A Belligerent Israel and Strong Gasoil Chase Prices Higher
The oil market exhibited its bullish twitch yesterday in frankly what was a rather benign news backdrop. Such twitch can only be brought about by geopolitical actions, or as in this case, words. The Prime Minister of Israel, Benjamin Netanyahu seemed to abandon the diplomatic language of a statesman, extraordinarily rebuffed the US fronted ceasefire, and delivered prose that would be worthy of trash talk in the lead up to a championship heavyweight boxing match. With the words that, 'no part of the Gaza Strip would be immune from Israel's offensive', it was not hard for oil participants to conclude that without even a passing regard for peace, there was not enough conflict-premium priced in and began about setting prices higher as Brent put in a spurt of $2.42/barrel being the largest rally for over a month. The latest bombing of the southern border city of Rafah by Israel even prompted the US President to utter that it was "over the top", but it does appear as if the Biden administration is about to give teeth to such protestations. According to the Times of Israel, those that receive military aid from the US will have to provide credible assurances of adherence to international human rights, and although Israel is not mentioned by name, the timing cannot be coincidental.
Shoving oil prices along and the initial author of the latest rally are product prices, particularly Gasoil with the futures price rallying $79.75/tonne from the low of Monday to the new year-to-date high of yesterday. The recent drone attacks by Ukraine into the oil producing infrastructure on Russia's Baltic coast have caused damage that is unlikely to be repaired any time soon. According to Reuters, Russia's Tuapse refinery on the Black Sea will not resume operations until March, weekly oil-processing rates dropped to the lowest in almost two months, but this decrease of throughput might just bring another headache for Russia as it tries to stick within its OPEC+ promises. Crude is now building up and with no place to go is likely to find its way to water for export with an estimated extra 2.1mbpd of loadings. Oil prices rallies are draped with warnings that include the awful state of the Chinese economy, the pricing/repricing every month of when interest rates might start to come down and the continued glum outlook for global industry and manufacturing. However, for the moment, such negatives are cast aside for as long as the horror continues in Gaza and the retribution is accompanied with aggressive language, oil bulls will continue to be armed with 'what ifs?'
China’s most important export at present might be deflation
China does not seem to be able hide from the spotlight of economic scrutiny as much as the powers that be wiggle and squirm with tinkering of stock market rules and frankly unsubstantiated allusions to mighty government intervention. This time, the shepherd’s crook that hauls China back to front and centre is, and judging by yesterday’s data, the reality of deflation. The Consumer Price Index (CPI) in January fell 0.8% against a forecasted -0.5% year-on-year and represents the biggest decline for 15 years, compounding the malaise of deflation is Produce Price Inflation (PPI), that while at -2.5% year-on-year for January is a pip better than the -2.6% call, it has now registered negative readings for over a year.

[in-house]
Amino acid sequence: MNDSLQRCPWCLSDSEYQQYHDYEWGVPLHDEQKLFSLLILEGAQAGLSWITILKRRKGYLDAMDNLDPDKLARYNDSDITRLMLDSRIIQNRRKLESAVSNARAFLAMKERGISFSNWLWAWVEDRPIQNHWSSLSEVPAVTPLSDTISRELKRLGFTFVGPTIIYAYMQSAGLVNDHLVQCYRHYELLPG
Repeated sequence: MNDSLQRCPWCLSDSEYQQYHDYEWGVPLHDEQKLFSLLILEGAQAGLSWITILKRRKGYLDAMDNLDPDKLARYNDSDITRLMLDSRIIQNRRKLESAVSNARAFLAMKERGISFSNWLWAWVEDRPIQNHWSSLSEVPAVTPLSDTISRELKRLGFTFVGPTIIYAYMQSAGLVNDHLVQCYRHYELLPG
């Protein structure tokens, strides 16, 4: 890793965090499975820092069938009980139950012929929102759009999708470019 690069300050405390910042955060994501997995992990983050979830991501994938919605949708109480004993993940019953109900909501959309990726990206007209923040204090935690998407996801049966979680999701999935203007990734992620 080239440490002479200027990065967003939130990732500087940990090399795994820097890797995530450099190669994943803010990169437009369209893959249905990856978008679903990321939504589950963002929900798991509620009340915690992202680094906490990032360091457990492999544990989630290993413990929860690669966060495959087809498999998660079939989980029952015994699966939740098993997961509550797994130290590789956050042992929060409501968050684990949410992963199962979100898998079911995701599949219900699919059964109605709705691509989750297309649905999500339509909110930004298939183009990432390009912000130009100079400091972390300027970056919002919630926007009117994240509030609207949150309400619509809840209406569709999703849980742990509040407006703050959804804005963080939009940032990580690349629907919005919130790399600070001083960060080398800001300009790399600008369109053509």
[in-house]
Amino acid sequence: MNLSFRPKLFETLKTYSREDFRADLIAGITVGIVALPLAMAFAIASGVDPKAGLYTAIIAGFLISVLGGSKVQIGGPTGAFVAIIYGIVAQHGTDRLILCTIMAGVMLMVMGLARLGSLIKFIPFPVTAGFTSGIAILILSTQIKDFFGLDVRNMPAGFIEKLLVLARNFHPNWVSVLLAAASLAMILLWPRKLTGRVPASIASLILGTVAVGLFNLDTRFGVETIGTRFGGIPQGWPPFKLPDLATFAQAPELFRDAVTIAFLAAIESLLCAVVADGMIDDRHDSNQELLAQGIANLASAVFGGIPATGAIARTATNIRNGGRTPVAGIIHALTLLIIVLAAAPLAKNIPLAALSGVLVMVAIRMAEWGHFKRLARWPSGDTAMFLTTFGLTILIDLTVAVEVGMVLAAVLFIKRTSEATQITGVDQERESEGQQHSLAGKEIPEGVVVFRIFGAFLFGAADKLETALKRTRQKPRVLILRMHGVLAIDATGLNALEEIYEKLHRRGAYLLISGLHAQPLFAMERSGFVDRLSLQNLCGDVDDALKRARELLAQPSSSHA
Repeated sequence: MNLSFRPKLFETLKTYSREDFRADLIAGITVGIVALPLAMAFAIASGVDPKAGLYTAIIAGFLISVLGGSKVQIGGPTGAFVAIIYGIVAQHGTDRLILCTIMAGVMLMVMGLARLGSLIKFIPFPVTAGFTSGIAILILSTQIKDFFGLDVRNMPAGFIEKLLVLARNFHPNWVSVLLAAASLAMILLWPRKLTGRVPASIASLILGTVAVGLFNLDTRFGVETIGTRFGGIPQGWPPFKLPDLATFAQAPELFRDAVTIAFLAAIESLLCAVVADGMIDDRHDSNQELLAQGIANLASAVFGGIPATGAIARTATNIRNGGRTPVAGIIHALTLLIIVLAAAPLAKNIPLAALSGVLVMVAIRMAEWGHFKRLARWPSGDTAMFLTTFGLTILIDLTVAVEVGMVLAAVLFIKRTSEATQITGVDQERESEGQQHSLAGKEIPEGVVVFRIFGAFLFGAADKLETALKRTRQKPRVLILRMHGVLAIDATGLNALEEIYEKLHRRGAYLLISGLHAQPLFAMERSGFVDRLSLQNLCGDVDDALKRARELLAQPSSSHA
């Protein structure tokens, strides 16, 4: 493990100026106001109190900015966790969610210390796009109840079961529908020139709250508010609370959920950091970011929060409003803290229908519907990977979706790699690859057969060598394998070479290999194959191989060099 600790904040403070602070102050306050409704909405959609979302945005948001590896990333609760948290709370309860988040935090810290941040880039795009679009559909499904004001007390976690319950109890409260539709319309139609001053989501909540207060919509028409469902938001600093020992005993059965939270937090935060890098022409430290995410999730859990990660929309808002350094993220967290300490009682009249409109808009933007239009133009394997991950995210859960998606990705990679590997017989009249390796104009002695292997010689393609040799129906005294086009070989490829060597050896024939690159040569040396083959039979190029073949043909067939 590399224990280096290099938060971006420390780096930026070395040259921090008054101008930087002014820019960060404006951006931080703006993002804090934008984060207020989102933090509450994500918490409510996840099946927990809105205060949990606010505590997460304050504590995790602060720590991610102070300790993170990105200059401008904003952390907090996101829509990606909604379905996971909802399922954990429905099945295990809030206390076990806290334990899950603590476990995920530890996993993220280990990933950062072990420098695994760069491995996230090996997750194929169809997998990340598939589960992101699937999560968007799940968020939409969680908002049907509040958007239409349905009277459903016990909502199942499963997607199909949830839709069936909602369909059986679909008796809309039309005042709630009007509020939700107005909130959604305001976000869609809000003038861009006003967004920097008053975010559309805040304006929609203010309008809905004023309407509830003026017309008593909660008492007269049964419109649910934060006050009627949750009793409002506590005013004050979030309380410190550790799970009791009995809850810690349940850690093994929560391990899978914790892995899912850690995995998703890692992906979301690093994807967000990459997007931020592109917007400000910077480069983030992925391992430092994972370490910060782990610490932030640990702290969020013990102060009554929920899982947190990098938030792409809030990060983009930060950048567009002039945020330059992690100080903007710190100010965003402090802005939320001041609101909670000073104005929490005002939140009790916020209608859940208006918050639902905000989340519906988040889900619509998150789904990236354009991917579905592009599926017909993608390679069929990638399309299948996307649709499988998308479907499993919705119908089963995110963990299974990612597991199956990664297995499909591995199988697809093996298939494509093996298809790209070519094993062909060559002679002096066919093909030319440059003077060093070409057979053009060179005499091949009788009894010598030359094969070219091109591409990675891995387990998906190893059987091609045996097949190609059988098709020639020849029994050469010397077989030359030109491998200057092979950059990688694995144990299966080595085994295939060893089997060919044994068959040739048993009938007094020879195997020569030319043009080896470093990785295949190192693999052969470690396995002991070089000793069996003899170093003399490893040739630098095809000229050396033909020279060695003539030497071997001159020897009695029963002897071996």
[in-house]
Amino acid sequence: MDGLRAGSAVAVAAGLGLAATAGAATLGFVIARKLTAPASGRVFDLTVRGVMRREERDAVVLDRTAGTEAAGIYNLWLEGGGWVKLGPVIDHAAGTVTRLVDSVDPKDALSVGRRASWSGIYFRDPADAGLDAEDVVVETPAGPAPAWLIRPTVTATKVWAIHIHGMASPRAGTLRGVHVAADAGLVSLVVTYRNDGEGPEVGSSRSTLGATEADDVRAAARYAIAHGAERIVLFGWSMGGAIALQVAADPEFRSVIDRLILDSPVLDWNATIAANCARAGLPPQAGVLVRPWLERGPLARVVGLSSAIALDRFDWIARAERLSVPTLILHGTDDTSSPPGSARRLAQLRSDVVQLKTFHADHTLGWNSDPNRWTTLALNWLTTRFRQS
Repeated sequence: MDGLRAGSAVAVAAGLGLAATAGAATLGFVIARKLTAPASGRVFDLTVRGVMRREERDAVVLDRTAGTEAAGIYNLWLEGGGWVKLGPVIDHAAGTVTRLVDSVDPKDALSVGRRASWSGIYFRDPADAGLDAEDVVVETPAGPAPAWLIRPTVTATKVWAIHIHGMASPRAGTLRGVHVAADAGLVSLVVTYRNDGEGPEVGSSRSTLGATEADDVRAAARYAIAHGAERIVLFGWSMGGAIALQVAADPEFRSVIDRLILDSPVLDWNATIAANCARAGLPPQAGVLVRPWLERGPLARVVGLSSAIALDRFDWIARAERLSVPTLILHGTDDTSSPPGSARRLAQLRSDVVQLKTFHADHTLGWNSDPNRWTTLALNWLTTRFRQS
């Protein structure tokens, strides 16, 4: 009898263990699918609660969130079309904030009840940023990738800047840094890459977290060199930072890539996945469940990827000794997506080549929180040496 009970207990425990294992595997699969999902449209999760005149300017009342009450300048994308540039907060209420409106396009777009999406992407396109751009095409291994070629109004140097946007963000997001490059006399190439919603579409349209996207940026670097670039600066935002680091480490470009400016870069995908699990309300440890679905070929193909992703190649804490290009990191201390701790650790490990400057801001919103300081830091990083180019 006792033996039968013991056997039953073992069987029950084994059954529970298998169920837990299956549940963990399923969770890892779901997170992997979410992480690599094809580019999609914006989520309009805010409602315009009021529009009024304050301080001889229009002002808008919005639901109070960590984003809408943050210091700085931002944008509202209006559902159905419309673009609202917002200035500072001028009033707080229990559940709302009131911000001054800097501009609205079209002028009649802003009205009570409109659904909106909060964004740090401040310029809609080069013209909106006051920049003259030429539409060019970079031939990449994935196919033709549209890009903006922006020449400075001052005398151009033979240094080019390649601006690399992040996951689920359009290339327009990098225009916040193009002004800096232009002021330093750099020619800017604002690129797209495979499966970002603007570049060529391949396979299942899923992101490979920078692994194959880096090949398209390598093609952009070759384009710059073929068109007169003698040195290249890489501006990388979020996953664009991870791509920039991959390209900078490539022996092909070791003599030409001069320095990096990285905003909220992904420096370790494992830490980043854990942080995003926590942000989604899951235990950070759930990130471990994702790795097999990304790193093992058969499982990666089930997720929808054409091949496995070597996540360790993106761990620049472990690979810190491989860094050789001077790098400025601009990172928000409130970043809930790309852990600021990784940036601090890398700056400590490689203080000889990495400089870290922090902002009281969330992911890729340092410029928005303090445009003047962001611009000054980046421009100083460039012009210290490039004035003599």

Deflation indeed, does need such heraldic headlining because of its difficult and circular nature to break out of. Prices fall and at first are a boon for consumers who then reduce spending in anticipation, which leads to falling revenue for corporations that might in some cases trim costs including employment leading to less buyers in the workplace and reticence from those that remain; prices drop again, and the cycle worsens. All rather ‘back of a beer mat’ economics, but the point is valid and leads to how this will again be a force that can only be negative for the idea of commodity demand and indeed, that of oil. If deflation plays out in textbook fashion, then domestic refined product use within China will reduce and may possibly be made available for export.
Quoted both in the WSJ and FT, Eswar Prasad, former head of IMF’s China division said, “a multitude of indicators are now flashing red, signalling a perilous period ahead for China’s economy and financial markets, […] deflation could also impinge on the world economy if it means that China, rather than serving as an engine of global growth, counts on global demand to revive its economy.” This international influence can arguably have a many-pronged effect on the journeys of other economies and the price of oil. In a fascinating article from Bloomberg Economics the observation is made that China has an outsize impact on producer prices because its manufacturing value was $5 trillion in 2022, nearly that of the US and EU combined and exported goods were 19% of the global total. It goes on to report that US import prices from China are dropping led by manufactured goods, and makes the argument that it is one of the reasons how the US is able to keep inflation shuttered in the face of a booming employment market.
A prolonged period of deflation in China must have world-wide ramifications, the size of its economy and how it is woven into the fabric of most markets that can be thought of, makes it so. Flooding the world with cheap goods will threaten other national employment and who can forget the Sino/US tariff war? In a recent interview with Fox News, former President Trump said he would impose more tariffs on Chinese goods if he should win the US election and that could be in excess of 60%. Until the reticence of stimulus in the name of security is abandoned by China and debt burden relieved, China will continue to be the leading act of economic tragedy on the world stage and deflation is just a chapter in a very complicated play.
© 2024 PVM Oil Associates Ltd
09 Feb 2024